New data: If you're getting vaccinated, make sure you don't skip the second dose

AP Photo/Matt Slocum

This was the main topic at this morning’s White House COVID briefing, keying off a recent Times story about how some Americans have chosen to skip their second dose of Pfizer or Moderna. The good news is that 92 percent have gotten both shots, an exceptionally high rate of follow-through relative to other two-dose vaccines in the past. The bad news is that more than five million people have chosen not to keep their second appointment. Some are anxious about the side effects, which tend to be worse after the second shot; some think one shot is “enough”; some just can’t get it together or navigate the scheduling system. (Some have even found that their pharmacy ran out of doses before their second shot.)

Whatever the excuse, it’s important to get both.

Another slide from the same presentation:

D614G is one of the mutations in India’s “double mutant” variant. B.1.1.7 is the British variant. B.1.351 is the South African variant, which has been a bit more resistant to vaccine immunity than other strains. The data is clear: With one dose you have only mild protection from the first two mutations and basically none from the third. With two doses, you have lots. Yet another slide found that two doses were 94 percent effective in senior citizens against COVID severe enough to require hospitalization. By comparison, a single dose for the same group was just 64 percent effective.

The fact that two doses of an mRNA vaccine are needed before someone is fully vaccinated is one of the most well-known facts about those products. Yet you’d be surprised how many Americans didn’t get the memo:

Researchers from Cornell University and Boston Children’s Hospital surveyed a representative sample of more than 1,000 Americans in February, and found that 20 percent believed they were strongly protected after just one dose of a two-dose vaccine. (Another 36 percent said they weren’t sure how protected they were.) And among those respondents who had already received at least one shot, 15 percent didn’t remember being told to come back for a second dose. About half didn’t remember anyone telling them that protection was strongest after the second dose, according to the report, published in The New England Journal of Medicine.

One expert told the Times that antibody levels are about 10 times greater following the second dose than they are after the first. And “the second dose induces cellular immunity, which predicts not only longer protection, but better protection against variant strains.” That’s what the feds are really worried about, per the second slide above: Variants. Pfizer and Moderna provide plenty of protection after a single dose against common COVID but introduce a variant and things get dodgy.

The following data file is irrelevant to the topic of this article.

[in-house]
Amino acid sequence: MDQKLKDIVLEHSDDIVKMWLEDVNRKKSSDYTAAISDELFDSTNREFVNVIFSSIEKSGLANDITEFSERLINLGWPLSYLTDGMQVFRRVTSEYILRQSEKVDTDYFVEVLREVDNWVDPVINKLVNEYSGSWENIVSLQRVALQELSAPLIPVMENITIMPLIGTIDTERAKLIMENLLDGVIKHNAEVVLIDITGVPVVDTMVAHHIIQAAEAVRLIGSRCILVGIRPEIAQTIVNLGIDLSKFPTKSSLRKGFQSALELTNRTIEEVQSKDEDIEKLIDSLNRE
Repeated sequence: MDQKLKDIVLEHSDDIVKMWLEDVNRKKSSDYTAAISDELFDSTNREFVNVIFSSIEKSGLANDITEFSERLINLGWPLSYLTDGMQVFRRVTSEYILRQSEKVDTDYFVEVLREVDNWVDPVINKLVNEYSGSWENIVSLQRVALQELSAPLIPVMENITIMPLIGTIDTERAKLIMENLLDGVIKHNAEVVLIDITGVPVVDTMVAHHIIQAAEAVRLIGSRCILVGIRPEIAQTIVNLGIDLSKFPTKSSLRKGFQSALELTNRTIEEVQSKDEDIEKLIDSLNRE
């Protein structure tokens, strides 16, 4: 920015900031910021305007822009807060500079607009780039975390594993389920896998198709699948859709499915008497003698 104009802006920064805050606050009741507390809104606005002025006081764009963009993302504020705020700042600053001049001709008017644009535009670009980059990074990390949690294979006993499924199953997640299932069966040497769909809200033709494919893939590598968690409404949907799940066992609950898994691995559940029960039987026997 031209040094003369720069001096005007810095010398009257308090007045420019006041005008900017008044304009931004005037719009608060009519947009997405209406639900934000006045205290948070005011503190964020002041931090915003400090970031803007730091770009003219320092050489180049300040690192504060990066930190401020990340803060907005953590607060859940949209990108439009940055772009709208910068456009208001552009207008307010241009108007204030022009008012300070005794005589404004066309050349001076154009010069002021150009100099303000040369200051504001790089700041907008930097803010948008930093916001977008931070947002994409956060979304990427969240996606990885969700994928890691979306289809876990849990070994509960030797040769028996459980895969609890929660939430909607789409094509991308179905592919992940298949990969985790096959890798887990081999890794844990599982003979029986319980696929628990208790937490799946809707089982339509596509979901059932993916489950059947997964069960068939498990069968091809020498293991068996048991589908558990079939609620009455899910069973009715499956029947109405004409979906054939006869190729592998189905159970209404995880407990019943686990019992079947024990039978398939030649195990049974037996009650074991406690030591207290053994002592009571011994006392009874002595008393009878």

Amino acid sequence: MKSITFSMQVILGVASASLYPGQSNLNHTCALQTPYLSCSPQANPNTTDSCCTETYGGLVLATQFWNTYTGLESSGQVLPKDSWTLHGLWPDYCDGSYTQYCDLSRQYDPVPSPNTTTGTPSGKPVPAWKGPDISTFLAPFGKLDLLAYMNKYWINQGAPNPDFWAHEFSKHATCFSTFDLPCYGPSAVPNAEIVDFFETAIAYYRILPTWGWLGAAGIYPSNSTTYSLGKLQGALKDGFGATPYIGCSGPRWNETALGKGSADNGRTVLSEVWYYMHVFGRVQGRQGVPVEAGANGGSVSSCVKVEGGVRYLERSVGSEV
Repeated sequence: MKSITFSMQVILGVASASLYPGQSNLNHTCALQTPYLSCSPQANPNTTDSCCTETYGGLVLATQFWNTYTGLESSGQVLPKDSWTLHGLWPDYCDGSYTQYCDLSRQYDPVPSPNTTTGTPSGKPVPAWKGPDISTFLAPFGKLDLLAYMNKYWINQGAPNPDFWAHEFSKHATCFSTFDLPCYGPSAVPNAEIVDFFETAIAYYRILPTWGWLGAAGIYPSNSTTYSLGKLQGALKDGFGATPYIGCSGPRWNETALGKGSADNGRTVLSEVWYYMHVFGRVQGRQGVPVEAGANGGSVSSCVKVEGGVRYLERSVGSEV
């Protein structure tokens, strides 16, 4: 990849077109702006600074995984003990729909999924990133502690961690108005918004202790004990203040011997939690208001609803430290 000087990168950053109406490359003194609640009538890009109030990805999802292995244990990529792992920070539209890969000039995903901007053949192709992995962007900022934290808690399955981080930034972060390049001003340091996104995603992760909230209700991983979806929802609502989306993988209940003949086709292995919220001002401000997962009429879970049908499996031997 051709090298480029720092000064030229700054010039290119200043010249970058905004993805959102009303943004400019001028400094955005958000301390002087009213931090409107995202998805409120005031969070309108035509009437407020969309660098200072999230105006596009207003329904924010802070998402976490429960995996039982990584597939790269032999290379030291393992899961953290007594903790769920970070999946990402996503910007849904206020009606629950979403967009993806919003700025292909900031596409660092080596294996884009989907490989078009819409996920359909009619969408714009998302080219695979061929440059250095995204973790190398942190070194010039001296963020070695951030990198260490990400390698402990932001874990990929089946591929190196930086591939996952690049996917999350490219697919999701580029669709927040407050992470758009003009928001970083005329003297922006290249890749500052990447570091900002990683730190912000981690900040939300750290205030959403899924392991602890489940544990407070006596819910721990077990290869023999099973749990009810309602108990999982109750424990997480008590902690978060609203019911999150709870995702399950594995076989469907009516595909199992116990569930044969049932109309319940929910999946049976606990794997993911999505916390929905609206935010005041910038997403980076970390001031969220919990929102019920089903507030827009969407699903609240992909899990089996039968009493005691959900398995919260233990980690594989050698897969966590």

Even so, let’s look at the latest data from the UK. That’s where the so-called British variant first became prevalent, of course, and it’s also where the government has been following a “first doses first” strategy to try to build herd immunity as quickly as possible. Instead of focusing on fully vaccinating a smaller share of the population, the UK chose to create partial immunity in a larger share of the population by dispensing first doses to as many people as possible and worrying about second doses later. How has that worked out for them?

The seven-day average of daily cases has dropped to its lowest point in nearly eight months. Average daily deaths have declined from a peak of 1,250 per day this winter to 22 now. The wrinkle in pronouncing the UK’s vaccination strategy a smash success is that they’ve been handing out doses amid a protracted national lockdown. It’s not just the vaccines that are driving down cases, in other words, it’s the extreme social distancing mandated for Britons. Now that the lockdown has lifted, maybe their cases will begin to tick up again due to the fact that most Brits have only partial immunity right now. That’s what we’d expect from the White House data today, certainly.

But it’s possible that the partial protection created by so many people having received the first dose was enough to produce a stronger degree of herd immunity within the UK than we have here. Each individual Brit who’s had only one shot is at greater risk than an individual American who’s had two, but the widespread partial immunity generated by the “first doses first” strategy may have closed off more vectors of transmission for the virus over there than we’ve done here. Result: Fewer cases per capita even though the average vaccinated American is better protected than the average vaccinated Brit is.

As for the country that’s set the pace globally by fully vaccinating a greater share of their population than any other, they’re down to 86 cases on average per day:

Israel peaked at nearly 8,400 cases daily this winter. They’re looking at a 99 percent reduction or thereabouts, in other words. Their average daily death toll now is … three. Nationwide. The per-capita equivalent in the U.S. would be around 100. Get both shots and we can get there.